I really, really, really love architecture.
In fact up until a few years ago the plan was to marry an architect. Not only because I wanted a beautiful house, but because I love how architects’ minds work; in colours, shapes, spaces, dimensions and emotions. Given that I have no plans for matrimony anytime soon (re: ever), and because my mind also works this way, I have decided it is time to give up on romance in favour of becoming an architect myself.
The timing of this epiphany was reasonably unfortunate; I was halfway through a Masters degree in Cultural Materials Conservation, and the thought of changing my whole professional trajectory after so many years of hard work and dedication was exhausting to contemplate.
I certainly haven’t given up on realising my architectural dreams, however; gone are the days of entering the work force at sixteen and staying in the same industry, sometimes even the same company, for your entire working life. Statistics indicate that today young professionals in my age bracket, and in subsequent generations, are likely to five or six different careers, often in completely different and unrelated industries each time. There is hope for me yet… maybe just ten or fifteen years down the track.
In the meantime, I have been satiating my architectural desires with (surprise, surprise), books. The January edition of my monthly Book Review will consequently focus on three of my favourite architectural offerings; each, in its own right, communicates the power of space, and spaces, in shaping both how we see the world and our place within local and global communities.
The Human City: Urbanism for the rest of us by Joel Katkin.
Katkin analyses the role cities play in shaping how we live and our levels of contentment. This is architecture as urbanism, and takes place on a grand scale; at one end as high density housing, and at the other extreme, as ubiquitous urban sprawl.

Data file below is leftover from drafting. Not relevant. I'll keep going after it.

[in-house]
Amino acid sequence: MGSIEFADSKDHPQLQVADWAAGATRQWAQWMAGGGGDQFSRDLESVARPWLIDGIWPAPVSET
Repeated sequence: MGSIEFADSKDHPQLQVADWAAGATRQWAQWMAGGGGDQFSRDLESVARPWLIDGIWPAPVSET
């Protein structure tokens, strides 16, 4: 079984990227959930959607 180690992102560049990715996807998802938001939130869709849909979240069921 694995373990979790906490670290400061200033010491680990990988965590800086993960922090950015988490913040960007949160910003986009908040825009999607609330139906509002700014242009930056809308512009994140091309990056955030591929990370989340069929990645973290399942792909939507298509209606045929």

While defining exactly what characterises a global city, Kotkin raises some unsettling points; can architecture be used to reinforce class and racial segregation in urban centres? What affect does migration have on housing affordability? Is smaller really better?
He also highlights more fundamental, sweeping issues facing the global community as we make the active choice to move toward mega-city urban models. For example, does the prevalence of high-density housing necessitate an increase in slum living for lower and middle-income earners? Is the increasing uniformity of major global cities leading to a loss of collective identity among residents? Do high-density housing models lead directly to increased levels of depression? What is the role of ‘built’ public space? And, most importantly, are the architects, developers and urban planners who are building our cities actually listening to feedback from those living in them; the average citizen?
Given Kotkin’s necessary emphasis on statistics, this is definitely more ‘textbook’ than ‘novel’. It is, however, an incredibly interesting read, and an important and necessary rumination on the role architecture and urban geography play in the lives of ordinary citizens.
Radical Cities: Across Latin America in search of new architecture by Justin McGuirk.
The form, function and structure of various cities across Latin America are analysed in this brilliant little book to consider how architecture can be used as a tool; one capable of addressing cycles of poverty, inequality and violence.
Spanning from Brazil to Venezuela, Mexico to Argentina, McGuirk chronicles the role of architecture in the lives of citizens, including those in the famous ‘barrio’ (slums). Activist architects, maverick politicians, corrupt officials, altruistic community leaders and organised crime syndicates all lend a hand in shaping the physical geography of these cities, and therefore their social landscapes as well.
Latin America is presented here as both the playground and graveyard of some of the most innovative and experimental architectural solutions to social and political problems, and McGuirk does an admirable job of weaving a narrative that is at once informative and entertaining. I cannot recommend this book highly enough.
Cabin Porn: Inspiration for your quiet place somewhere by Steven Leckart and Zach Klein.
When I first saw the name of this book in a Melbourne store, I laughed aloud. Featuring sumptuous photography of some of the most simple but beautiful cabins from around the world, for the architectural enthusiast, ‘porn’ really isn’t such a bad analogy.
This is my go-to book when I am feeling down; there’s nothing like a celebration of simply living, small environmental footprints and quality architectural design to buoy the spirits.